Salesforce’s acquisition of an artificial intelligence startup this week will ultimately help customers wring more value from the data they’ve been collecting for years, according to Salesforce president and chief operating officer Keith Block.
The business software giant bought MetaMind, a Palo Alto, Calif.-based company that sells natural language processing, computer vision, and database prediction tools, for an undisclosed amount. Computers running the appropriate software can use MetaMind’s products to sift through reams of data and adapt its actions going forward based on what it learns.
And that’s a hot space of late. Late last year, Salesforce bought MinHash to bring AI to its marketing services; Microsoft (MSFT) bought fellow AI company SwiftKey; Intel (INTC) bought Saffron AI; and IBM (IBM) simply can’t stop talking about Watson, its cognitive computing (IBM-speak for AI) service. Additionally, Amazon is said to have bought Orbeus, although it hasn’t publicly confirmed the acquisition.
The problem for many companies right now, Block told Fortune, is that they’ve been collecting huge amounts of data, but they’ve failed to do much with it. He cited a recent meeting with the CEO of a large oil and gas company. “They have upstream and downstream devices collecting data but they’re not taking any action on it. They’re looking for ways to interpret that data and get to the next step,” he noted.
That’s what Salesforce hopes MetaMind’s capabilities will enable. AI, is a natural fit for Salesforce (and other IT providers) that are already analyzing data for customers. In predictive analytics, machines can be remotely monitored as they work to detect possible issues before they become big problems.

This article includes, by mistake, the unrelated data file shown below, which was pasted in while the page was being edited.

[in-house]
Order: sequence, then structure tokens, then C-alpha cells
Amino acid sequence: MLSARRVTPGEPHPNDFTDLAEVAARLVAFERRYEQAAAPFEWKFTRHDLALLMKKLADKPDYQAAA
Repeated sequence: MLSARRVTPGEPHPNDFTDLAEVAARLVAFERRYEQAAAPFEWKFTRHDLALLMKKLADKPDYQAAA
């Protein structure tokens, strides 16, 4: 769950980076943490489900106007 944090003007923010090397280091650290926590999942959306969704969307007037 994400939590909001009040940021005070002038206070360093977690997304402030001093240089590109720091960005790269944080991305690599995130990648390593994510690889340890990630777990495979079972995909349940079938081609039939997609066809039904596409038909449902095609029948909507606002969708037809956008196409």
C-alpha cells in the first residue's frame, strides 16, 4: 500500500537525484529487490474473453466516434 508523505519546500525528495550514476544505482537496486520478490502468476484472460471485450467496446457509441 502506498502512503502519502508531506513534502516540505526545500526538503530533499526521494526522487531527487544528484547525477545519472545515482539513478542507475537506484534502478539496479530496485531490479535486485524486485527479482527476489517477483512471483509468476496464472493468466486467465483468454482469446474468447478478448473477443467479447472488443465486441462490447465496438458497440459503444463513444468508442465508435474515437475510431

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That could mean that Salesforce’s Service Cloud would flag a new and unusual vibration of a machine tool part, and open a maintenance ticket for it to be checked. In theory it’s super smart help desk ticketing for industrial gear.
“Every service case means a sales opportunity,” said Block who was in Boston for a Salesforce event.
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Salaesforce (CRM) is the pioneer of delivering software services from its own servers—a sales model known as software as a service or SaaS. In the 15 years since Salesforce debuted, all of the legacy software players including Microsoft (MSFT), Oracle (ORCL), and IBM (IBM) have mimicked that model with varying degrees of success.
And Salesforce has generated huge revenue, if not profit, doing that. Its flagship sales software product for sales teams is still its largest business, although the company has branched out into service, support, and marketing applications as well. Block said the “sales cloud” is $3 billion a year in revenue but that the Service Cloud is also a multi-billion-dollar business.